“You really have to raise the bar for these kids, and these kids come through every time,” he said.
Curtis said the children respected Dutkowsky’s rules and that they listened to him.
According to Dutkowsky, his No. 1 rule during his instruction was respect. The students learned to respect each other, their chaperones, the instructor and most of all themselves, he said.
“Treat people with dignity,” Dutkowsky said. “It’s not that hard.”
Speaking of Dutkowsky, Curtis said, “He was always making sure the children were having a good time while learning the art of ballroom.”
The most fun for Dutkowsky, he said, was when the children “get it.”
“They’re suddenly enjoying themselves and talking to their friends instead of concentrating on what their feet are doing,” he said.
“Those nights were just magical,” Dutkowsky continued. “The kids were on so I could teach them more advanced moves.”
Dutkowsky said he and his wife taught many kinds of dance including; waltz, foxtrot, salsa, merengue, swing and sometimes more involved moves like the tango or cha-cha.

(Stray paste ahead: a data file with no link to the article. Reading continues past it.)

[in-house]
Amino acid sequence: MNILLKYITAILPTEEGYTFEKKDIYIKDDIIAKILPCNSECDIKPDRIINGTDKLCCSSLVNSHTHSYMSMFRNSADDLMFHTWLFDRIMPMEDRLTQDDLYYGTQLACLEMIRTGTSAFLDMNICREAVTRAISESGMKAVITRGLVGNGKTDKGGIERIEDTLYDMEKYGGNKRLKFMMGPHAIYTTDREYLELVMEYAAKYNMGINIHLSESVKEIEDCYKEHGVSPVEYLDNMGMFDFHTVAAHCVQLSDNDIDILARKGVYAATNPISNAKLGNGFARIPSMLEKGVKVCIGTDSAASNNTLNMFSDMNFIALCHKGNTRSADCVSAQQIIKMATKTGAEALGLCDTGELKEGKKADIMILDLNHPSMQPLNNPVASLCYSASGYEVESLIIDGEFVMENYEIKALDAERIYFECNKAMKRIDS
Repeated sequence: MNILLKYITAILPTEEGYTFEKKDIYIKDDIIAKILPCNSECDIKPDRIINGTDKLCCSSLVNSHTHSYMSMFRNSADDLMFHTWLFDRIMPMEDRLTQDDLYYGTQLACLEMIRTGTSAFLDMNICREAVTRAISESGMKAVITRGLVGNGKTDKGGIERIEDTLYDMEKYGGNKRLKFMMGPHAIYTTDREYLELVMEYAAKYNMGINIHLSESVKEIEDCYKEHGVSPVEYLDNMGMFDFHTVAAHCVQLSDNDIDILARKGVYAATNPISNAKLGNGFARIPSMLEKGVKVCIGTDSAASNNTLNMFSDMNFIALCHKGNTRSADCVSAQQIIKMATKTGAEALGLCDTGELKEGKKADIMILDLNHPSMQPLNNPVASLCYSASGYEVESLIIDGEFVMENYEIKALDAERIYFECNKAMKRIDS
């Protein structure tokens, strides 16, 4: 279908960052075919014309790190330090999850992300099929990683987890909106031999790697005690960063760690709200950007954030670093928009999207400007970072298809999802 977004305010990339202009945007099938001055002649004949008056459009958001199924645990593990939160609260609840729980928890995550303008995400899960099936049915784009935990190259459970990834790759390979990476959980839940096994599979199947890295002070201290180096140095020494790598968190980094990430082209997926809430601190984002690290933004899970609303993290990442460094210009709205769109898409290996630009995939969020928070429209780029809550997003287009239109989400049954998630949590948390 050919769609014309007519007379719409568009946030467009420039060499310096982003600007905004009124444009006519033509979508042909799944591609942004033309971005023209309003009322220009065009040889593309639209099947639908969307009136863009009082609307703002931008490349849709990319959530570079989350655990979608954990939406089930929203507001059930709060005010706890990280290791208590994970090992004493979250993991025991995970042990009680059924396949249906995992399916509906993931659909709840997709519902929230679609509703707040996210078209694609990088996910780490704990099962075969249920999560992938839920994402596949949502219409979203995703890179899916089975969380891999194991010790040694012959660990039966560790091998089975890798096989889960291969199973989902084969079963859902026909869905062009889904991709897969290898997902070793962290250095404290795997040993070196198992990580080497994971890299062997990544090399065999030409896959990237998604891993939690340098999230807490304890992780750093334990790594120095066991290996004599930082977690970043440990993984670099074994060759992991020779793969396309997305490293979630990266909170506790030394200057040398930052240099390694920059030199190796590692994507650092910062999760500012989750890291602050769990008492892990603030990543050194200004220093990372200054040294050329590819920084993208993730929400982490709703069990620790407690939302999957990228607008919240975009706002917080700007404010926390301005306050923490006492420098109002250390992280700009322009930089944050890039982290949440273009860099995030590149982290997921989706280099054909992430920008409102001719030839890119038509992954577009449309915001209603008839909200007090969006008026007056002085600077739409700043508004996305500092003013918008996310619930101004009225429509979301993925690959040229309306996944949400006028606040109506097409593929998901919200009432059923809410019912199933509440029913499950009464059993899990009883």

“I would push it depending on if they were on or off on a given night,” Dutkowsky said. “I was always taking their pulse to check where are they and what’s going on.”
Dutkowsky said he and his wife started teaching when the committee that organizes this event asked them to do it.
“It was only supposed to be for a year in between other teachers,” Dutkowsky said.
Dutkowsky was dedicated to teaching and he said he never missed a lesson in 12 years. Dutkowsky then explained that Cotillion started as a Girl Scout project more than 50 years ago.
“I was the fourth instructor in all those years,” Dutkowsky said. “People just stuck with it..”
Dutkowsky said he learned ballroom because he went to a fancy gala when he was studying to be a doctor and noticed that out of the hundreds of couples, only three were on the dance floor having fun. Dutkowsky said he wanted to be one of those couples and he bought ballroom dance lessons for his wife that Christmas.